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pon·​tif·​i·​cal pän-ˈti-fi-kəl How to pronounce pontifical (audio)
: episcopal attire
specifically : the insignia of the episcopal order worn by a prelate when celebrating a pontifical mass
usually used in plural
: a book containing the forms for sacraments and rites performed by a bishop


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: of or relating to a pontiff or pontifex
: celebrated by a prelate of episcopal rank with distinctive ceremonies
pontifical mass
: pretentiously dogmatic
pontifically adverb

Example Sentences

Adjective a theater critic known for his pontifical pronouncements on what is or is not worth seeing
Recent Examples on the Web
The prose is confiding and, in places, pontifical. Judith Thurman, The New Yorker, 24 Aug. 2020 That revelation, coupled with other recent pontifical critiques, have quickly dissolved the notion that the Dec. 31 death of Pope Emeritus Benedict XVI, a symbolic leader of the church’s conservative wing, might lessen the opposition to Francis. Stefano Pitrelli, Washington Post, 18 Jan. 2023 Because of its original purpose, however, the building also has its peculiarities: the pontifical horses lived in grand style on two levels of soaring stalls, connected by a monumental, gently sloping ramp of travertine bricks. Ingrid D. Rowland, The New York Review of Books, 20 Aug. 2020 The prevailing view of Wordsworth—pontifical, orthodox, austere—was entrenched by the Victorians, who praised him for the very qualities the Younger Romantics had mocked. Matthew Bevis, Harper's Magazine, 23 June 2020 Lifting the rule of pontifical secrecy does not clarify church official’s obligations to comply with such requests. Washington Post, 13 Jan. 2020 The Vatican had previously argued that the imposition of pontifical secrecy was necessary to protect both victim and accused. BostonGlobe.com, 18 Dec. 2019 Critics said the pontifical secret was used to keep the scandal hidden, prevent police from acquiring internal documentation and silence victims. Nicole Winfield, Anchorage Daily News, 21 Dec. 2019 See More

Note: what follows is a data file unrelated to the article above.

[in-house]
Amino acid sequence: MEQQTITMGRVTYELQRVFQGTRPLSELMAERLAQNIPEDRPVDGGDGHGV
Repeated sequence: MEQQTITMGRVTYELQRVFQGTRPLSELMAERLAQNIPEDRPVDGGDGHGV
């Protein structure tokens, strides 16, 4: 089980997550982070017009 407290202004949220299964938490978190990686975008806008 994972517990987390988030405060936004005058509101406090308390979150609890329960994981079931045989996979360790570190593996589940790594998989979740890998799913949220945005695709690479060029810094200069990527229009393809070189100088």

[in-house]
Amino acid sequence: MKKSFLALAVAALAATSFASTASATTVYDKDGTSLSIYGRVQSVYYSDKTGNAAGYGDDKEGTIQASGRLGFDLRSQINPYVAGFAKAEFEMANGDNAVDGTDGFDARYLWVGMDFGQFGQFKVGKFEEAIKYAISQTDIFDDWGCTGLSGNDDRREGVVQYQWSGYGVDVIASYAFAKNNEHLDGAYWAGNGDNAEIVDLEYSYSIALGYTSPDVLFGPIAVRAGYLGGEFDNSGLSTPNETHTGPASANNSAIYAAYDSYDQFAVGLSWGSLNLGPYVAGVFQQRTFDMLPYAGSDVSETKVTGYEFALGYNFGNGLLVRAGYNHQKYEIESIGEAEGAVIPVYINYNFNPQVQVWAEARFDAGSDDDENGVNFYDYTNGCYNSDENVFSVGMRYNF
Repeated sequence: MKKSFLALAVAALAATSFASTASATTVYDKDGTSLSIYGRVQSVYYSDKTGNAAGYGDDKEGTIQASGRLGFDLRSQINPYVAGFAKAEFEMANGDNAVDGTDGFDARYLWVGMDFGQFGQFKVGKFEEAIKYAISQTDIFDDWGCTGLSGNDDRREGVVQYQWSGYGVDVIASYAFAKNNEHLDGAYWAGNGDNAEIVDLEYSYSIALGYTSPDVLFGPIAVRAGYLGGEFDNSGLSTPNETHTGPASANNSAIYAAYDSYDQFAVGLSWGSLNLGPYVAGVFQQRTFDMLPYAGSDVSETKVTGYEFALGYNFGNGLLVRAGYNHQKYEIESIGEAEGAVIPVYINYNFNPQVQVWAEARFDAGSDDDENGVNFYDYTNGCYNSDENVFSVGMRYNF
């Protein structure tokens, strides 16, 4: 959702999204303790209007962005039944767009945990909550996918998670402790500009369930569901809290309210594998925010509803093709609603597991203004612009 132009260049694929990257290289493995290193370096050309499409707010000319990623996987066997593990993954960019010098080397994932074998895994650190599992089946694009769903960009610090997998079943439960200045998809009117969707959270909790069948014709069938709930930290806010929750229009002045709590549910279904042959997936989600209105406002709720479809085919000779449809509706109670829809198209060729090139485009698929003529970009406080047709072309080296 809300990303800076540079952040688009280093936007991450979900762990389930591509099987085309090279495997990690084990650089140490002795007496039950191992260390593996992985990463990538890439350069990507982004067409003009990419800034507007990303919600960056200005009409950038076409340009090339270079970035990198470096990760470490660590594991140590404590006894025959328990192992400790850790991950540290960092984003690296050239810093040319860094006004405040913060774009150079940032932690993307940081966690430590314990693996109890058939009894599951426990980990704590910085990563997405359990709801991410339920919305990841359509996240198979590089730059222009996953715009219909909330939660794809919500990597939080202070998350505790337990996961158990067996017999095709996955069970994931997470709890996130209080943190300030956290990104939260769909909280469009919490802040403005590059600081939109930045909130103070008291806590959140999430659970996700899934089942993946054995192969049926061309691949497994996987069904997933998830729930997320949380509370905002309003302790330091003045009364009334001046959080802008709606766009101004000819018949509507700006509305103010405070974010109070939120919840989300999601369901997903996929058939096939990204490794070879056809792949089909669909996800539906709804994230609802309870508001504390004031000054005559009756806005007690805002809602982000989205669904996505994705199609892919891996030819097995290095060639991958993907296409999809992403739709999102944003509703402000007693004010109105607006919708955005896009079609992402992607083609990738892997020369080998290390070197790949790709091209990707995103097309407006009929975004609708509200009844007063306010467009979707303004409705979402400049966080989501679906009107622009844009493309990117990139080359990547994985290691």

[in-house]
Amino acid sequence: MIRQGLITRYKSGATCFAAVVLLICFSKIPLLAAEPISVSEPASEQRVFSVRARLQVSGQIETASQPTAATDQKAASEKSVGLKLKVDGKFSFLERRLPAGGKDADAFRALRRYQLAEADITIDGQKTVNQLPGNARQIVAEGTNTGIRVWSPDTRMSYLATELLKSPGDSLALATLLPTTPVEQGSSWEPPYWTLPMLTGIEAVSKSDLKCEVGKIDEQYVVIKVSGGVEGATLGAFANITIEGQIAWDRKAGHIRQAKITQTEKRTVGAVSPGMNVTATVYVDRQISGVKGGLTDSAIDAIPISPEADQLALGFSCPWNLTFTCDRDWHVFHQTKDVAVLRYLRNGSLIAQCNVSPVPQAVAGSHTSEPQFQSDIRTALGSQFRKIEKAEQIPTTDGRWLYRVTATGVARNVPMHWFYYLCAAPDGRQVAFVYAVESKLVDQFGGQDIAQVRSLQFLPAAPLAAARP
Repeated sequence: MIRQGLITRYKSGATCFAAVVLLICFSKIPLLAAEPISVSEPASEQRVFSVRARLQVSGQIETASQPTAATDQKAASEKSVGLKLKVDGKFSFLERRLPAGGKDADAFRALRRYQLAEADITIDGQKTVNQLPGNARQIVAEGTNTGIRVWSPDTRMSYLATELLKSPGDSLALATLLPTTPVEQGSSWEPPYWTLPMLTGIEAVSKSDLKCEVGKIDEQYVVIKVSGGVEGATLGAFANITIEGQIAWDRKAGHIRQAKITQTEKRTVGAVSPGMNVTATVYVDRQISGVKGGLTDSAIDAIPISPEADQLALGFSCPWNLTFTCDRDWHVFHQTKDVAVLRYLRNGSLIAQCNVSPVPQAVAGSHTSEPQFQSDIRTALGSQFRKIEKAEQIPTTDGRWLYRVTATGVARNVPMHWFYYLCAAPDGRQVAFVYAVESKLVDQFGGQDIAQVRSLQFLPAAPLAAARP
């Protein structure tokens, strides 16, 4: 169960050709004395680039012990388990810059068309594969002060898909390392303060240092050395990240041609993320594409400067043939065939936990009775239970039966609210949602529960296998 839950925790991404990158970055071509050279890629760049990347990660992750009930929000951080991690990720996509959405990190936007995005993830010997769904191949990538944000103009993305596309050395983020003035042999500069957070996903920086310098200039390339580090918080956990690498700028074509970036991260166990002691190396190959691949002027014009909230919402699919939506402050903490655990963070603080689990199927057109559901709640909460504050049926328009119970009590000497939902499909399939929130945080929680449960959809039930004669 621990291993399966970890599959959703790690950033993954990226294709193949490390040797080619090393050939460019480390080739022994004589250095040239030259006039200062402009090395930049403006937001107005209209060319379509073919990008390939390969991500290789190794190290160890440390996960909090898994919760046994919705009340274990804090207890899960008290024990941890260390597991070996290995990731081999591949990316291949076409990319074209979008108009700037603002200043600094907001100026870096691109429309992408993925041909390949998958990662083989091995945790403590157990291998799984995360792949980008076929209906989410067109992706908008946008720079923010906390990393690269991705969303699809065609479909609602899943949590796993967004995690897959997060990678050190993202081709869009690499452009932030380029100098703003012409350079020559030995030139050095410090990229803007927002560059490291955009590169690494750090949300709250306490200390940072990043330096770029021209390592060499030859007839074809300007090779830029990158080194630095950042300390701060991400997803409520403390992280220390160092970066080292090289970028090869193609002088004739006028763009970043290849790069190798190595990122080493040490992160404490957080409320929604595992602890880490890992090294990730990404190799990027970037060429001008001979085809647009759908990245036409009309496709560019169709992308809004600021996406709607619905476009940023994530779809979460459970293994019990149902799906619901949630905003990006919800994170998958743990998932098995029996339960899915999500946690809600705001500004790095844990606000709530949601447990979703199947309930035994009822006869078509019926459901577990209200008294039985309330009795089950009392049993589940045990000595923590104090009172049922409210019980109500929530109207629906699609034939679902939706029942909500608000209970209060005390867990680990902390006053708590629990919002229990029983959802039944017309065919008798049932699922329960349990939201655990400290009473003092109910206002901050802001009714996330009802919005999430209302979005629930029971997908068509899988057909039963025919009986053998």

These examples are programmatically compiled from various online sources to illustrate current usage of the word 'pontifical.' Any opinions expressed in the examples do not represent those of Merriam-Webster or its editors. Send us feedback about these examples.

Word History



Middle English, from Anglo-French, from Medieval Latin pontificale, from neuter of pontificalis


Middle English, from Anglo-French, from Latin pontificalis, from pontific-, pontifex

First Known Use


14th century, in the meaning defined at sense 1


15th century, in the meaning defined at sense 1a

Time Traveler
The first known use of pontifical was in the 14th century

Dictionary Entries Near pontifical

Cite this Entry

“Pontifical.” Merriam-Webster.com Dictionary, Merriam-Webster, https://www.merriam-webster.com/dictionary/pontifical. Accessed 5 Jun. 2023.

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